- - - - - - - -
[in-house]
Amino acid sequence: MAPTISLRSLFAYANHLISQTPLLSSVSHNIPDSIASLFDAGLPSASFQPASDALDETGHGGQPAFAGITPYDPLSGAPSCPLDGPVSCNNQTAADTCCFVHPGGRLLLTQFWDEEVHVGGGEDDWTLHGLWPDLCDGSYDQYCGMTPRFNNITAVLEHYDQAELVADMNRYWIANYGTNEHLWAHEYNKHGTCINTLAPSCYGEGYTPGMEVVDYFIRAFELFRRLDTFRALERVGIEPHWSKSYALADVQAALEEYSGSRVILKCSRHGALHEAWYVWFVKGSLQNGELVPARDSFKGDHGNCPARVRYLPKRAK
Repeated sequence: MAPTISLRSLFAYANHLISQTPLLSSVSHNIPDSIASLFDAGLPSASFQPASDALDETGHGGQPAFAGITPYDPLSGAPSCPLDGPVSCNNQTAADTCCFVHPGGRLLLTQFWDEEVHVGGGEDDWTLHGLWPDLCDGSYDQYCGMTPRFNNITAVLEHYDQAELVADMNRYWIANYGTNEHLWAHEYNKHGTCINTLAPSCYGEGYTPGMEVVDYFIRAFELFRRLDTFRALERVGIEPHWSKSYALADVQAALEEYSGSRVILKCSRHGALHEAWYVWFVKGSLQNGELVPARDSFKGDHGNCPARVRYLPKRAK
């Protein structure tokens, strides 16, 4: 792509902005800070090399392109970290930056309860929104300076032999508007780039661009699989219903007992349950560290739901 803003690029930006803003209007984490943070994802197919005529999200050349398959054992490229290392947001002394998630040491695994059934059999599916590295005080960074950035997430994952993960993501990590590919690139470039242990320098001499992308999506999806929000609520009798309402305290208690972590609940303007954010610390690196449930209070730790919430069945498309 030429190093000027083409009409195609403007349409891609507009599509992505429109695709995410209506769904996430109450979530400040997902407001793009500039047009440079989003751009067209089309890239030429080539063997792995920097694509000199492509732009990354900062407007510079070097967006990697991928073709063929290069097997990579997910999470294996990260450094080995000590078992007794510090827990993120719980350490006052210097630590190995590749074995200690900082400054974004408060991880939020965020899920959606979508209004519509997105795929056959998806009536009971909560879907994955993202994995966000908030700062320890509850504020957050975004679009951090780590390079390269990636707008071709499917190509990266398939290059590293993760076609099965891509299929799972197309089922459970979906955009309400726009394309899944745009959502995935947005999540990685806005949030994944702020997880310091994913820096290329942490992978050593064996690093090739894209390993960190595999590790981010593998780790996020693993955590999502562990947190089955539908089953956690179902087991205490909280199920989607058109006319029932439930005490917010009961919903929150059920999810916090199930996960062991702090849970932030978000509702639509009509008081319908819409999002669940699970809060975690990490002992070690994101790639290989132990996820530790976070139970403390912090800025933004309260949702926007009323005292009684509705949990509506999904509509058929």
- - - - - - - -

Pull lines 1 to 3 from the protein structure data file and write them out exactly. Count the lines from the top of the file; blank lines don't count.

[in-house]
Amino acid sequence: MAPTISLRSLFAYANHLISQTPLLSSVSHNIPDSIASLFDAGLPSASFQPASDALDETGHGGQPAFAGITPYDPLSGAPSCPLDGPVSCNNQTAADTCCFVHPGGRLLLTQFWDEEVHVGGGEDDWTLHGLWPDLCDGSYDQYCGMTPRFNNITAVLEHYDQAELVADMNRYWIANYGTNEHLWAHEYNKHGTCINTLAPSCYGEGYTPGMEVVDYFIRAFELFRRLDTFRALERVGIEPHWSKSYALADVQAALEEYSGSRVILKCSRHGALHEAWYVWFVKGSLQNGELVPARDSFKGDHGNCPARVRYLPKRAK
Repeated sequence: MAPTISLRSLFAYANHLISQTPLLSSVSHNIPDSIASLFDAGLPSASFQPASDALDETGHGGQPAFAGITPYDPLSGAPSCPLDGPVSCNNQTAADTCCFVHPGGRLLLTQFWDEEVHVGGGEDDWTLHGLWPDLCDGSYDQYCGMTPRFNNITAVLEHYDQAELVADMNRYWIANYGTNEHLWAHEYNKHGTCINTLAPSCYGEGYTPGMEVVDYFIRAFELFRRLDTFRALERVGIEPHWSKSYALADVQAALEEYSGSRVILKCSRHGALHEAWYVWFVKGSLQNGELVPARDSFKGDHGNCPARVRYLPKRAK